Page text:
Make sure COVID doesn’t come home for holidays

Weddings, funerals and church choirs have turned into COVID-19 transmission clusters because they often involve closed spaces, close contact and crowding. Similar conditions can exist at holiday events, including Thanksgiving. (Andrew Rush / Pittsburgh Post-Gazette / TNS)

Infectious disease expert advises celebrating outdoors when possible and opening windows inside

If your Thanksgiving plans include a returning college student, a Harvard infectious disease expert suggests an addition to your holiday table — warm sweaters.

That’s because William Hanage advises families, especially those in milder climates, to consider eating and holding festivities outdoors to reduce the risk of COVID-19. If that’s not possible, Hanage urges them to throw open a window to improve ventilation.

During a virtual discussion about the upcoming holidays and COVID-19 held by the Forum at Harvard T.H. Chan School of Public Health, a listener asked Hanage whether families should consider Plexiglas dividers at the Thanksgiving table. He recommended focusing on ventilating the room by opening a window 6 inches and employing fans to increase total airflow. (See here how the U.S. Environmental Protection Agency advises deploying fans.)

“It may be somewhat cold in the room, but this is an opportunity to get out those fall sweaters we all like to wear,” said Hanage, a Harvard associate professor of epidemiology and a faculty member in the Center for Communicable Disease Dynamics.

He also suggested people get tested for COVID-19 if they plan indoor activities with family members but said a negative test doesn’t eliminate the need to wear a mask. It would also help to quarantine for 14 days before a family gathering. “We have to remember it is just not one thing,” he said. “Even though you have a lot of negative tests doesn’t mean the next test isn’t going to be positive."

Hanage cited the benefits of outdoor events, pointing to a multifamily gathering over a few days where everyone became infected with COVID except one family. That family spent 10 hours one day and three the next with the others, but all outdoors.

The number of new COVID-19 cases is increasing nationally by 50,000 a day, with 20 states, largely in the West and Midwest, reporting record cases in the last few days. Health experts worry this could be a preview of a fall and winter surge as cold weather forces people indoors, where transmission is higher.

Explore‘Bite the bullet’ and stay home this Thanksgiving, Fauci says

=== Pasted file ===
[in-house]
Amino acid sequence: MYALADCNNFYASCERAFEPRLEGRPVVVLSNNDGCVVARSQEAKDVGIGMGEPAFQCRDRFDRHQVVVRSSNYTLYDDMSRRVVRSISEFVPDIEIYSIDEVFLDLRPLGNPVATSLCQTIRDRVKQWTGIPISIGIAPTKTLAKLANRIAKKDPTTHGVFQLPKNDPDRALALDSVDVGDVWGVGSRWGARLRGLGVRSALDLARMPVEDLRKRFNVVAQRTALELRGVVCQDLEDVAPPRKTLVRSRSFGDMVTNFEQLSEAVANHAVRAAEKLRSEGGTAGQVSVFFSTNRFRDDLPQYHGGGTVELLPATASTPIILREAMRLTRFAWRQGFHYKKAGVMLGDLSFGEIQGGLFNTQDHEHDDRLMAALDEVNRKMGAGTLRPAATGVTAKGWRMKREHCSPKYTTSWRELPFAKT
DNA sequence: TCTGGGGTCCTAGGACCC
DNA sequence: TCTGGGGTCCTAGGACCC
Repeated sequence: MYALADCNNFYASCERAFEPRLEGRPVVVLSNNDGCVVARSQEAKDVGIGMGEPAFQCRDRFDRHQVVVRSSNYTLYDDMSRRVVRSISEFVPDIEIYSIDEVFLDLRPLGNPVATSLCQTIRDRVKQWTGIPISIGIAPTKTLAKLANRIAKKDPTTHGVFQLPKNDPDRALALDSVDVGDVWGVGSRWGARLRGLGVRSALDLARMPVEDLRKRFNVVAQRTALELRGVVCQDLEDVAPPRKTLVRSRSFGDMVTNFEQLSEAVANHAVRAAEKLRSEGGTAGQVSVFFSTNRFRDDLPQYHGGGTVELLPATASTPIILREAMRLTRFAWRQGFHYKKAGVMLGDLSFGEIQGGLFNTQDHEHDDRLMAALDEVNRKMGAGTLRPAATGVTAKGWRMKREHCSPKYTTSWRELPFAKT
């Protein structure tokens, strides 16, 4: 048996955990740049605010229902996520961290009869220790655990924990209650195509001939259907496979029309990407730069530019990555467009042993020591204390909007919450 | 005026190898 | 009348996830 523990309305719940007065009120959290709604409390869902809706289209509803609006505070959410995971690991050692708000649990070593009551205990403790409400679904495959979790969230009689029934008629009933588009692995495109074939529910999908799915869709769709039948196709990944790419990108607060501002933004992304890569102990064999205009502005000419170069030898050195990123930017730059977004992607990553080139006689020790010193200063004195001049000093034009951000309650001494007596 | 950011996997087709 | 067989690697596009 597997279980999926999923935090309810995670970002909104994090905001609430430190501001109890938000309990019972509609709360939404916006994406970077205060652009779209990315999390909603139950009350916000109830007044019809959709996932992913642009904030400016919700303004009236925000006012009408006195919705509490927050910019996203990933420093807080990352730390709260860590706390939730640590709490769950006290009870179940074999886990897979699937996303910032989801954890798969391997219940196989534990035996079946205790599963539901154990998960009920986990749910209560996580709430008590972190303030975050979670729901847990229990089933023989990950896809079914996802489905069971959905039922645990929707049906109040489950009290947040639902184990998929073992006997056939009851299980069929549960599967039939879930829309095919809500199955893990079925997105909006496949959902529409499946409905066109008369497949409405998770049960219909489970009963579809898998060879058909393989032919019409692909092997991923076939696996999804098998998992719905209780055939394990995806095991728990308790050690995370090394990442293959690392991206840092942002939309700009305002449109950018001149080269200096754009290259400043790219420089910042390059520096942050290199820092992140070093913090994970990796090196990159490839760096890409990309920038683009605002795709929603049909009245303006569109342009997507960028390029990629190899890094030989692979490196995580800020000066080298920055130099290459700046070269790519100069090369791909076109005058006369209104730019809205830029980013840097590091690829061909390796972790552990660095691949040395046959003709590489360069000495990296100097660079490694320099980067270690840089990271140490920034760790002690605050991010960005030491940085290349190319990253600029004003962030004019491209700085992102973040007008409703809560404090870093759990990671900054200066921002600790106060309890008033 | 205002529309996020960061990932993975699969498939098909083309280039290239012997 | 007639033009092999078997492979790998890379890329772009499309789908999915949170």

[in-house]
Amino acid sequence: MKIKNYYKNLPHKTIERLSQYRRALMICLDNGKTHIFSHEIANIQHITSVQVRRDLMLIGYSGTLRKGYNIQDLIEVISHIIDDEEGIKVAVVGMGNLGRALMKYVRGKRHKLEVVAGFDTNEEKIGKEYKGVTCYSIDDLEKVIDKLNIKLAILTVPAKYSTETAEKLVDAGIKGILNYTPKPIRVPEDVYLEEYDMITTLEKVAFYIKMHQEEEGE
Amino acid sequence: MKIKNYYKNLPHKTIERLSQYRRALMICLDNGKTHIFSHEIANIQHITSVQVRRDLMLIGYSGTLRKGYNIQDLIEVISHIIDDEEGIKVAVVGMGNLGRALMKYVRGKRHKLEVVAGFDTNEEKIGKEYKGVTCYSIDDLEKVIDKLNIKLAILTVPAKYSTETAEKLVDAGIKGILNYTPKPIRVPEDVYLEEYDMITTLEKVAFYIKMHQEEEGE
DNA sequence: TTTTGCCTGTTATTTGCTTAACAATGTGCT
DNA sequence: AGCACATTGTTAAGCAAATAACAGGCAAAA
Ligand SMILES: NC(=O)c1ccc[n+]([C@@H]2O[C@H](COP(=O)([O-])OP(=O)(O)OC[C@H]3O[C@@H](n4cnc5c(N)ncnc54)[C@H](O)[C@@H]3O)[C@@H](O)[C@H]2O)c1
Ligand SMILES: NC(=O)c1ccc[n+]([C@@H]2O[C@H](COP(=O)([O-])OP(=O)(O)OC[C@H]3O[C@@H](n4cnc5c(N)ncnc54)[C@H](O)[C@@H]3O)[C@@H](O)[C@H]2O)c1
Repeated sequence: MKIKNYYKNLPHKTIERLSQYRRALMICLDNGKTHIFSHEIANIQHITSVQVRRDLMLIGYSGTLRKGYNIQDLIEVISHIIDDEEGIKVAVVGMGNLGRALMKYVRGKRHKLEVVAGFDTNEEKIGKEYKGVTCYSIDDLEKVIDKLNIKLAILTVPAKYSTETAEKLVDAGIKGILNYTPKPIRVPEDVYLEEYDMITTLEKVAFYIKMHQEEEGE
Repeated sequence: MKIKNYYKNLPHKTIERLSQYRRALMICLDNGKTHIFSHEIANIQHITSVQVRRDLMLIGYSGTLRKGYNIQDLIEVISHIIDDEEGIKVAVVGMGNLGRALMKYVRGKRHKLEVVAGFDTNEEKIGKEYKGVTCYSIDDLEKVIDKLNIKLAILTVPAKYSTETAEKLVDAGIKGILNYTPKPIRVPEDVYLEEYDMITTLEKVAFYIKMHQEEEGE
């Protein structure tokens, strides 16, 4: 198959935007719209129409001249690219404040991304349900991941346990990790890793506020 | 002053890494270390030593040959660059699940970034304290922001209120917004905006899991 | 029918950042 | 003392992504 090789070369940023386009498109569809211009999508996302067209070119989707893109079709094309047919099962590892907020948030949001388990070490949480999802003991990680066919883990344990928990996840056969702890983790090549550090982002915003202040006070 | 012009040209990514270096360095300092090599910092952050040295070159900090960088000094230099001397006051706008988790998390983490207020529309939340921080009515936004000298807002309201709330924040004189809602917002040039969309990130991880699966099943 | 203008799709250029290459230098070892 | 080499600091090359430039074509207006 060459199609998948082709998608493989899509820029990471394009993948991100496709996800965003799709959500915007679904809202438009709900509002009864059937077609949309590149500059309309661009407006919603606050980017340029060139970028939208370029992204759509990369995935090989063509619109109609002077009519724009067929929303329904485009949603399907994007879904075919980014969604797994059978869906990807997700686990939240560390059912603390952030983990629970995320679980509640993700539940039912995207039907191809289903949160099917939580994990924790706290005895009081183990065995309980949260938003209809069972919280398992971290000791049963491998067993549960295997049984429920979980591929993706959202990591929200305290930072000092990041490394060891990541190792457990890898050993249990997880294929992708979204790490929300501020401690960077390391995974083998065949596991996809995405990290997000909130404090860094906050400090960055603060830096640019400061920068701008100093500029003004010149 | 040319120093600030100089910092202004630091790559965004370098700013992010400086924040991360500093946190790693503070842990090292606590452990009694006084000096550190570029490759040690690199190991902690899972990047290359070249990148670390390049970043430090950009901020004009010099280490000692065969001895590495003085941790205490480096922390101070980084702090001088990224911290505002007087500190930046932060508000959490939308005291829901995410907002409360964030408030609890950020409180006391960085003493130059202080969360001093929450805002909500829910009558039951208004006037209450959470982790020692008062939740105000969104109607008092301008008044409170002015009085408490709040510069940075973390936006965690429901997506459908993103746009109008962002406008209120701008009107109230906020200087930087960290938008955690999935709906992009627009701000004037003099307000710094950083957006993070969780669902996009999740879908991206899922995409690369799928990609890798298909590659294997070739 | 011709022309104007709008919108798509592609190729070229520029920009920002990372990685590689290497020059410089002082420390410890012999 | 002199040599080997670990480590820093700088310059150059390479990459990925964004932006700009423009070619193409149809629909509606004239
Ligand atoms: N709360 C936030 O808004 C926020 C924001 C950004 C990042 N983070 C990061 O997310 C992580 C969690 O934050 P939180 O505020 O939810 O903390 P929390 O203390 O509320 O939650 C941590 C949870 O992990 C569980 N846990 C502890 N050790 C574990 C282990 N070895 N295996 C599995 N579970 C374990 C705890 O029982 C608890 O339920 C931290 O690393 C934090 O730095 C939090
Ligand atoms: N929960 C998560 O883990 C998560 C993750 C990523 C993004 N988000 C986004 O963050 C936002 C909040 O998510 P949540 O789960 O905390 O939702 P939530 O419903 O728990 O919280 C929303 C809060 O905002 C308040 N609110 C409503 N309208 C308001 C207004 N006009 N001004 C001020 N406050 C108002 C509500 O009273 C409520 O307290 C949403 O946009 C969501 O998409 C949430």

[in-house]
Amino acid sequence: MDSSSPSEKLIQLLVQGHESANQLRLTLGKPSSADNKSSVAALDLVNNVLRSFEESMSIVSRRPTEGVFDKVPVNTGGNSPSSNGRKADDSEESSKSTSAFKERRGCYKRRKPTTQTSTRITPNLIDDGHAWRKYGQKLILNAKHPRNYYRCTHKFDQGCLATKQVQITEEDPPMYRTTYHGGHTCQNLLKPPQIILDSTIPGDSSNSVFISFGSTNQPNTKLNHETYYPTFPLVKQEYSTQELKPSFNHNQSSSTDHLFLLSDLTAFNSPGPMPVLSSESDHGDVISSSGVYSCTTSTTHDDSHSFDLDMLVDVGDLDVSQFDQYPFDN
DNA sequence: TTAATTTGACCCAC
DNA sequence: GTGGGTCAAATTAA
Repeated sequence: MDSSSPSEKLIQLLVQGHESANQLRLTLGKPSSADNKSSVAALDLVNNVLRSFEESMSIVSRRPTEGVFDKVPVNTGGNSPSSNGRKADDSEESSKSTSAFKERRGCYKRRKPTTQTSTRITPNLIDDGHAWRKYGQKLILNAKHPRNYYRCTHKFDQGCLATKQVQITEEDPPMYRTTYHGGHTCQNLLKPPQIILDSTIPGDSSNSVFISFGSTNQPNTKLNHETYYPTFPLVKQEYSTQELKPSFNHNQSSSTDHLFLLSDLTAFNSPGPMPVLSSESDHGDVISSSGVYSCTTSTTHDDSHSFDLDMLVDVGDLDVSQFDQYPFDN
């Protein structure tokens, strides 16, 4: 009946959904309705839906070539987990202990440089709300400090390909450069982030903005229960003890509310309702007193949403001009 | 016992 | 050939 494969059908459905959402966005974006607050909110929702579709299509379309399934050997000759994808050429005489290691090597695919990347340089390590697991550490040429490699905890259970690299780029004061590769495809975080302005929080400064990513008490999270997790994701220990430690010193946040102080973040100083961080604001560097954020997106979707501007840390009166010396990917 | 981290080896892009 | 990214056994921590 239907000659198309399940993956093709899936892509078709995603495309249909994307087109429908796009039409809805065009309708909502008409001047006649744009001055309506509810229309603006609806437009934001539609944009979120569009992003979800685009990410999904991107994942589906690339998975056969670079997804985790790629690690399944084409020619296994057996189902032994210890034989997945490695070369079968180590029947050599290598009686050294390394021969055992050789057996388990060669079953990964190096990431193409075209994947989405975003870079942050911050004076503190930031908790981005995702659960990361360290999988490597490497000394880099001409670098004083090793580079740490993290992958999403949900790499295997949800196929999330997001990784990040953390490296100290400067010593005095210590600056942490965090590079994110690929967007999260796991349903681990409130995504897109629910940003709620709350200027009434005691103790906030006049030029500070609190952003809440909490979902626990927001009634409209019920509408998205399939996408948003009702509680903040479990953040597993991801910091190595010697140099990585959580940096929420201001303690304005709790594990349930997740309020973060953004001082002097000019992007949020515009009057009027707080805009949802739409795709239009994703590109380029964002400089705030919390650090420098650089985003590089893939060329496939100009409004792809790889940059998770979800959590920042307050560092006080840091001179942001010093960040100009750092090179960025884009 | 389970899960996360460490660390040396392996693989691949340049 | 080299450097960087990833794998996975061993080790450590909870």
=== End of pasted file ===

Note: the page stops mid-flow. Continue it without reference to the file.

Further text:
Hanage explained why inside gatherings can turn into transmission clusters, citing the three C’s — closed spaces, close contact and crowding. “It’s fairly easy to see how those three can easily come all together when it comes to the holidays,” said Hanage. “Poorly ventilated indoor spaces are a risk for transmission. A further risk for transmission is eating. Putting this together, I’m afraid you can see the coming holidays have the potential to be a real problem.”

Hanage said it is critical for people to recognize how the virus spreads. “You hear that it is either incredibly dangerous to everybody or it’s not dangerous to anybody. Neither is true,” said Hanage.

While it’s clear that young people under the age of 20 are much less likely to suffer severe disease, the risks are not zero, said Hanage. “And we are just beginning to learn about the long-term consequences of this.”

More importantly, when you host multigenerational holiday events, older family members can pay a high price if infected by a grandson or niece.

On Wednesday, Dr. Anthony Fauci, director of the National Institute of Allergy and Infectious Diseases, told CBS News his three adult children won’t be coming home for Thanksgiving because they live in different states and are worried about flying. “They themselves, because of their concern for me and my age, have decided they’re not going to come home for Thanksgiving, even though all three of them want very much to come home for Thanksgiving,” said Fauci.

“People are more at risk by simply being older," said Hanage. "You can see this, indeed, if you look at the risk of death starting to increase for people in their mid-40s. If you are in your 50s and you contract COVID, your probability of dying is roughly speaking about 200 times the risk per year that you would die in a road traffic accident,” he said.

“One of the things that we know for a fact at the moment is that we often see the initial stages of these epidemic curves being driven by mild infections in adolescents and 20-somethings,” Hanage said. Such cases are often unnoticed because the young are less likely to experience symptoms or seek testing. “But these individuals have the capacity to transmit to older, more at-risk individuals. That can happen despite people’s efforts,” said Hanage.

Consider invasive pneumococcal disease, which is caused by a bacteria called pneumococcus and can be deadly, especially for the elderly. Year after year, there is a spike in the disease among older people after the holidays, said Hanage.

"That’s because of the fact that older people get together with younger people over the holidays, and the younger people, who tend to be the core group for transmitting this bacteria, transmit it to their grandparents,” he said. “If you look at that in the context of a pandemic virus, that is a real matter for concern.”

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